The Protocols of Role-Playing
One way to understand role-playing is by asking role-players to describe what counts as good role-playing and what the etiquette of role-playing is. Responses to this question were surprisingly similar, with a key set of attributes articulated over and over again by many players. These guidelines fall roughly into three aspects of role-playing: 1) character interaction, 2) textual communication, and 3) story-telling.
The primary set of guidelines that players articulated revolved around how a player's character should behave and interact with others.
Stay in Character
The most common guideline given was that good role-players "stay in character". There are two layers of meaning in this phrase. The superficial one is that role-players should avoid making out-of-character comments (OOC).
Maintaining an in character presence is definitely one of the top rules. Personally, I have no problem with the occasional out of character comment, such as 'brb' or 'phone' or something similar (and most people that I know of don't), but to come out of nowhere and start asking about game mechanics ooc'ly...that just comes across as either 'newbie!' or 'idiot'. [Neverwinter Nights, F, 23]
But the underlying assumption is that good role-players can stay in character because they have a character personality that has sufficiently depth and can deal with a wide range of scenarios.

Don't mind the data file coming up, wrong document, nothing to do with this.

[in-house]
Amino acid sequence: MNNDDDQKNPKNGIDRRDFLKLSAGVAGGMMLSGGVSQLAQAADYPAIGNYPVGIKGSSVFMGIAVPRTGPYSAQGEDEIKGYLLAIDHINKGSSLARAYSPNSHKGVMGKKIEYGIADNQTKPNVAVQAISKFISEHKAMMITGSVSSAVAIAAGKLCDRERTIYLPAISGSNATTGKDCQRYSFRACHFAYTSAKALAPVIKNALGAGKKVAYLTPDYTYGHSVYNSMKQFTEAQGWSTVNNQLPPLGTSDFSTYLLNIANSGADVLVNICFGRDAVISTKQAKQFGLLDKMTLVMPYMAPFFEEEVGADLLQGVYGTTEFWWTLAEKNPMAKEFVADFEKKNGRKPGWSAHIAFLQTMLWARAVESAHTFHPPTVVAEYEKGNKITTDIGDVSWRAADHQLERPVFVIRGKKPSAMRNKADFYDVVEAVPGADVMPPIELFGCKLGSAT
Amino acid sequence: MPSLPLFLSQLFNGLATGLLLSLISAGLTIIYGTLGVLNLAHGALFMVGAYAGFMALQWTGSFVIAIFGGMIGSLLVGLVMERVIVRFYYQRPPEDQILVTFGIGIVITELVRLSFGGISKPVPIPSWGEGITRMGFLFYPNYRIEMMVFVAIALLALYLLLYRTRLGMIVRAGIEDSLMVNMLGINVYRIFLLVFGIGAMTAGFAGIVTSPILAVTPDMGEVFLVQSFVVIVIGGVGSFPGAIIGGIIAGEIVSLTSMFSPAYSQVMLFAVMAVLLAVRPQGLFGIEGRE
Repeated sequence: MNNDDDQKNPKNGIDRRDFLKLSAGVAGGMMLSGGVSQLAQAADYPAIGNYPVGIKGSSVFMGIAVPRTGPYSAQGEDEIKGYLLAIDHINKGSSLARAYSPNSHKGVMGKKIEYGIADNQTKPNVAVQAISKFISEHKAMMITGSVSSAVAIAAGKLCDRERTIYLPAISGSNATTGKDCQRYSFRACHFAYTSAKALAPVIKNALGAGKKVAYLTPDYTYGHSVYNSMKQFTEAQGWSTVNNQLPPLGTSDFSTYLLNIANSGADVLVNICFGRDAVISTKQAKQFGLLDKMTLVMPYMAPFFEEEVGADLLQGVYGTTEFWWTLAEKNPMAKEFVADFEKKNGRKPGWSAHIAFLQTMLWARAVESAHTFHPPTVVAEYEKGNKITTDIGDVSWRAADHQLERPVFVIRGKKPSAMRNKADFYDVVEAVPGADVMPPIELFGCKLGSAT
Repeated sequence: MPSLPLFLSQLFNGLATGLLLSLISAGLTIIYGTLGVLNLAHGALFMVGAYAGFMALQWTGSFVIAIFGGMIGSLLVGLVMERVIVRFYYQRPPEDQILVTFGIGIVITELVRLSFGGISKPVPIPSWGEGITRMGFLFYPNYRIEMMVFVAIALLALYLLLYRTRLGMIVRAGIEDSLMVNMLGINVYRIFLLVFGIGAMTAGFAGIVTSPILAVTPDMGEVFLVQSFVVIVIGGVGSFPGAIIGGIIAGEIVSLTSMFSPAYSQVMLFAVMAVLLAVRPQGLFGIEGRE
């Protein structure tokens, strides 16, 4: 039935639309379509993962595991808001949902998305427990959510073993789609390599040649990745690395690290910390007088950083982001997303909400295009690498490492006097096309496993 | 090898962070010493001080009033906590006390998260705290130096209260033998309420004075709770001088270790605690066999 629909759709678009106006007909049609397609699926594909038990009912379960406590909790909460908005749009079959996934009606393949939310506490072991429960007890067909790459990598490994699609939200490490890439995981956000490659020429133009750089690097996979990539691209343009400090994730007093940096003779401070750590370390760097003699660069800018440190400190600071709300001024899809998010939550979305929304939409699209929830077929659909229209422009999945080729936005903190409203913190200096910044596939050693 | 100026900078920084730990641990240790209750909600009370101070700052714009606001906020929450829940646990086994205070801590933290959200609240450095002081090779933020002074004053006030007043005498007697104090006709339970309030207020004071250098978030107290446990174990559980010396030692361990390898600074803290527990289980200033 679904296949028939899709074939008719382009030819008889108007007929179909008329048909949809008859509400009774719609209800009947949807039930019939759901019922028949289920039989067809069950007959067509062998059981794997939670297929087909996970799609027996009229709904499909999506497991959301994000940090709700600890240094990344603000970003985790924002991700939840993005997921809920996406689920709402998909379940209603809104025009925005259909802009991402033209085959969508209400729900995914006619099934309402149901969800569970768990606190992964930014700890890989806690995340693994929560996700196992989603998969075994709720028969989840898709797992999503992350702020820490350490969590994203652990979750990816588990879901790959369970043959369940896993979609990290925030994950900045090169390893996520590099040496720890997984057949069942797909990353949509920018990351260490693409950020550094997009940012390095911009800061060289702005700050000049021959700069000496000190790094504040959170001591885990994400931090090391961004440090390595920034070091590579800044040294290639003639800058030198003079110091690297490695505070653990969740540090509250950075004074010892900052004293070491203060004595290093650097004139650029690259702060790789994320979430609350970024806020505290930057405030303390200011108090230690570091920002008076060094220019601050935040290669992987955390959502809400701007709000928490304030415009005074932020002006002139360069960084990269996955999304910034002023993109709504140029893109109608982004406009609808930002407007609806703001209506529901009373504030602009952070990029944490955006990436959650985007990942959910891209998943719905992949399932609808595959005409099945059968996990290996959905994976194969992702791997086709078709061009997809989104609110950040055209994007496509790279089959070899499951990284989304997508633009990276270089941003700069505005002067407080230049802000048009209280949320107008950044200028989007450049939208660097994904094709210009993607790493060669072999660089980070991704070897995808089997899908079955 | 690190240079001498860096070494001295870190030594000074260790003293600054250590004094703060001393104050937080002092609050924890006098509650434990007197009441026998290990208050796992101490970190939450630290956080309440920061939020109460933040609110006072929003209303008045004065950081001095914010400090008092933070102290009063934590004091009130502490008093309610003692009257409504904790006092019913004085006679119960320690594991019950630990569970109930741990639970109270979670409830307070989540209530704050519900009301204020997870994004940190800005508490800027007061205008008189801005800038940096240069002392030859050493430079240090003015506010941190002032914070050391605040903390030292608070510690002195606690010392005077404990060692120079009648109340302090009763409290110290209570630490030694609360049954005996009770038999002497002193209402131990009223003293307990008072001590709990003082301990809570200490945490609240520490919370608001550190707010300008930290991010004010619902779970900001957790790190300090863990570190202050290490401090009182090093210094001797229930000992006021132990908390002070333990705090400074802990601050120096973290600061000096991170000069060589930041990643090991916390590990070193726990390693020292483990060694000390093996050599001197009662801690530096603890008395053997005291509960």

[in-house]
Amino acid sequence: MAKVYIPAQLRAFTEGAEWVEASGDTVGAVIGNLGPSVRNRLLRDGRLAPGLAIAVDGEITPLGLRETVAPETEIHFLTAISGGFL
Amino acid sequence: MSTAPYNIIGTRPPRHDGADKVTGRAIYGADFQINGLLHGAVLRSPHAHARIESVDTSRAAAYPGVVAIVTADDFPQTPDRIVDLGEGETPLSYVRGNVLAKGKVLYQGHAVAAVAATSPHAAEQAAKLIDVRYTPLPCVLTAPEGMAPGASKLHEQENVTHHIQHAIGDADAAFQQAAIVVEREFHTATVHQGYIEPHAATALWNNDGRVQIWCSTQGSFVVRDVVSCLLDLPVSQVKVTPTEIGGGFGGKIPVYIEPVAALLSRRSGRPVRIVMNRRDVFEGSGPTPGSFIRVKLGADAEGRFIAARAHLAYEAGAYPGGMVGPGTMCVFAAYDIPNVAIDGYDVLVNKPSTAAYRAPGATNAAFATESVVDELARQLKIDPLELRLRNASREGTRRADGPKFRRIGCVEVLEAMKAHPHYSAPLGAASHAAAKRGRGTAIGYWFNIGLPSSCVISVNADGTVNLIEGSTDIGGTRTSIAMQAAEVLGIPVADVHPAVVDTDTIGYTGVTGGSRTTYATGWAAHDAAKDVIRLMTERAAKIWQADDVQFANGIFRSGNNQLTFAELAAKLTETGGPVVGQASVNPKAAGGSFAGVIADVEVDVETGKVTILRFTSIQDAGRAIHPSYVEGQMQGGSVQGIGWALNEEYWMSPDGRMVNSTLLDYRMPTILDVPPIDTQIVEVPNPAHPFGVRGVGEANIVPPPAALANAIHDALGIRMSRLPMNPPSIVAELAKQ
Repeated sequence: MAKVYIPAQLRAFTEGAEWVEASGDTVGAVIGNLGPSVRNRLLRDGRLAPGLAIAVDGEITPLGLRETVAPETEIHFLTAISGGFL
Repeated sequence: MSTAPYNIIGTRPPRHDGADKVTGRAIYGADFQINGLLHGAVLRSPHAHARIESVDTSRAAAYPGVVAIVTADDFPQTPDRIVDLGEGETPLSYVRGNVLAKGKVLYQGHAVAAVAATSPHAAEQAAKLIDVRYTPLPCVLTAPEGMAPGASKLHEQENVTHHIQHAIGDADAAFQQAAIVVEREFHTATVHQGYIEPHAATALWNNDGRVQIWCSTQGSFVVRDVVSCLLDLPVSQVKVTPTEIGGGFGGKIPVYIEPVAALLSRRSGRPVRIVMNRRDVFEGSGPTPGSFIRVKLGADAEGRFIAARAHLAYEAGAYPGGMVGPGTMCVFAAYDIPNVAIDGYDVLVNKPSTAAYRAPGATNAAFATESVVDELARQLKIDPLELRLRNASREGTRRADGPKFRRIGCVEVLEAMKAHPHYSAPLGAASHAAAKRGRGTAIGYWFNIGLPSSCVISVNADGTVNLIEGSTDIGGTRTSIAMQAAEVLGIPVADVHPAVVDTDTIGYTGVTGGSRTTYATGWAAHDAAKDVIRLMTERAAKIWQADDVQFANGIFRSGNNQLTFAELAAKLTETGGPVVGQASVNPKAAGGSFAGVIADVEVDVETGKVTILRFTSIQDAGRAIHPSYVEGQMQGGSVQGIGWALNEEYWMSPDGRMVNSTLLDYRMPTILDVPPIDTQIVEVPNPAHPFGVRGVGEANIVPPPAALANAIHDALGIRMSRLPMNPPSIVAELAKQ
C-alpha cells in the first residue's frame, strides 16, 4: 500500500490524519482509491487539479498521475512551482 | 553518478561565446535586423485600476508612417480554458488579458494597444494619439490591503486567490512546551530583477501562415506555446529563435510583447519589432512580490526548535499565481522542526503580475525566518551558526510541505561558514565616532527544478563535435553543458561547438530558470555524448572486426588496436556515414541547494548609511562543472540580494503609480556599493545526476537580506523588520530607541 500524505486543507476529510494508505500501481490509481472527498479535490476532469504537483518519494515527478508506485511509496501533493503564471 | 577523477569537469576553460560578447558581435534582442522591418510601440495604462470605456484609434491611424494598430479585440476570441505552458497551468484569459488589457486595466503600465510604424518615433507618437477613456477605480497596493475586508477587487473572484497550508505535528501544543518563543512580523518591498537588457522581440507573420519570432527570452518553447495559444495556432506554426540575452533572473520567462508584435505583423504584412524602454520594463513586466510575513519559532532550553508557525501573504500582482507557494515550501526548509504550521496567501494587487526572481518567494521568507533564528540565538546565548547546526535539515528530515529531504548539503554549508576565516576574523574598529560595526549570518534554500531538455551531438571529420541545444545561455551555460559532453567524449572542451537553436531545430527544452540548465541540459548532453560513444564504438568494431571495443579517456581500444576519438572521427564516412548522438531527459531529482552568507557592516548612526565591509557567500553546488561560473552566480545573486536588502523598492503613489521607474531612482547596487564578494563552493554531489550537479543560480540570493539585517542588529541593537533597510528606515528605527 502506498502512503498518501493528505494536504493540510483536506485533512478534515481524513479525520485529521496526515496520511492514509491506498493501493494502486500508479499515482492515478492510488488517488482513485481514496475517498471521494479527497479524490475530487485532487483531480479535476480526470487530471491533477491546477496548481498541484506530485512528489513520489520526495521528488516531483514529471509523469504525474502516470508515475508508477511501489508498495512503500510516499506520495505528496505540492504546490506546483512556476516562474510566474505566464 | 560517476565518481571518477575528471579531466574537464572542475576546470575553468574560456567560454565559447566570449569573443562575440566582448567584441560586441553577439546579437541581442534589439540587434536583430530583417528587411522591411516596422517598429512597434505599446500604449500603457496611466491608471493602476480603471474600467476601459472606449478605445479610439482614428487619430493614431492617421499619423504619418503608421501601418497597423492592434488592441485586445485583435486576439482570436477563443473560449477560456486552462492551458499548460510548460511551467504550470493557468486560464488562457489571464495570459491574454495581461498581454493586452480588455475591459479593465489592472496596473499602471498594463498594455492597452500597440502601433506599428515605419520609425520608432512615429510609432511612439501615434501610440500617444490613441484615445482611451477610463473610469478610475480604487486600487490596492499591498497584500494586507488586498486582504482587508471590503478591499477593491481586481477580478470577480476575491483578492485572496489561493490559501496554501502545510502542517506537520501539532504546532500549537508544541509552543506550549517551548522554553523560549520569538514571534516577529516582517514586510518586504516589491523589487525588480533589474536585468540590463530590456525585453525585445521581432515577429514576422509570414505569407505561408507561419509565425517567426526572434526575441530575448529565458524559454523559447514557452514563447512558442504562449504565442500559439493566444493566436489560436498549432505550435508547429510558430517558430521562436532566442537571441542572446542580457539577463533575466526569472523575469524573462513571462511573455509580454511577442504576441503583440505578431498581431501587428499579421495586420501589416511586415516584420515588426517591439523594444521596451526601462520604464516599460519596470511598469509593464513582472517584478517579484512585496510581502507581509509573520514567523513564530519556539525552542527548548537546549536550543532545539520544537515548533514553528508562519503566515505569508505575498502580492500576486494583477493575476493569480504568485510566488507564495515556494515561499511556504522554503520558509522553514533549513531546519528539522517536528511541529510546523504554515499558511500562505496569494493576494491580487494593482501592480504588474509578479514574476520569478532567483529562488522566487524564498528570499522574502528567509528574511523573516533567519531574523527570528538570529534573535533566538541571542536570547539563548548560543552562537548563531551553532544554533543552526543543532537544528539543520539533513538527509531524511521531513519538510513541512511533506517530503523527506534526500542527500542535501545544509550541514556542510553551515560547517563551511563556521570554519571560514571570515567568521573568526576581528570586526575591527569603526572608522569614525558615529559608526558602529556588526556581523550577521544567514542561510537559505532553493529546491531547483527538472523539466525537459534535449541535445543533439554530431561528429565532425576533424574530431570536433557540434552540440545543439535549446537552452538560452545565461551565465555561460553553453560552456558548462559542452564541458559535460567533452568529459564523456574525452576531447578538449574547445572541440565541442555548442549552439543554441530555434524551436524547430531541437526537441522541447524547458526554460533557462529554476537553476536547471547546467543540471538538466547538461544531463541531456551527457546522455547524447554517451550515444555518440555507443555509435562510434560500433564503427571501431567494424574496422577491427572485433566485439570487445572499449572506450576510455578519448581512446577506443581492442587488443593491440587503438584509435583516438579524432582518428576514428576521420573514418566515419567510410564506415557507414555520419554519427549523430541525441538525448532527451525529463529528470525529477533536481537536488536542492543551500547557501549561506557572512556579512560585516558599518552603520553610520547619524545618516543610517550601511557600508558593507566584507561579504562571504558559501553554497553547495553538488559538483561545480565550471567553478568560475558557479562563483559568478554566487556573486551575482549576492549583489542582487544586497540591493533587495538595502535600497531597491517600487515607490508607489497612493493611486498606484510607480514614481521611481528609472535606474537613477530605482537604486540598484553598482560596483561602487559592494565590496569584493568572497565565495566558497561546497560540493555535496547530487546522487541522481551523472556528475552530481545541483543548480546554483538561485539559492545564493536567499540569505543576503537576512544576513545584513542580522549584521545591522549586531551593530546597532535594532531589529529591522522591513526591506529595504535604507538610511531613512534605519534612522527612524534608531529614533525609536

A good roleplayer knows all aspects of their character; they have a thorough background and a concept of how their character would act and react and they go with that. A newer roleplayer will often drop out of character, or they will forget that they are roleplaying a certain character and not only drop ooc but revert completely to their personality, or the personality of one of their other characters. [EQ2, F, 23]
Good role-players stay in character when on-stage. Newbies generally have limited ability to respond; their conversation armamentarium is small. [Second Life, F, 57]
In this second reading, a player breaks character because of a limited behavioral repertoire. A good role-player is not only consistent, but draws from a coherent character story or psychology to react to a wide range of scenarios.
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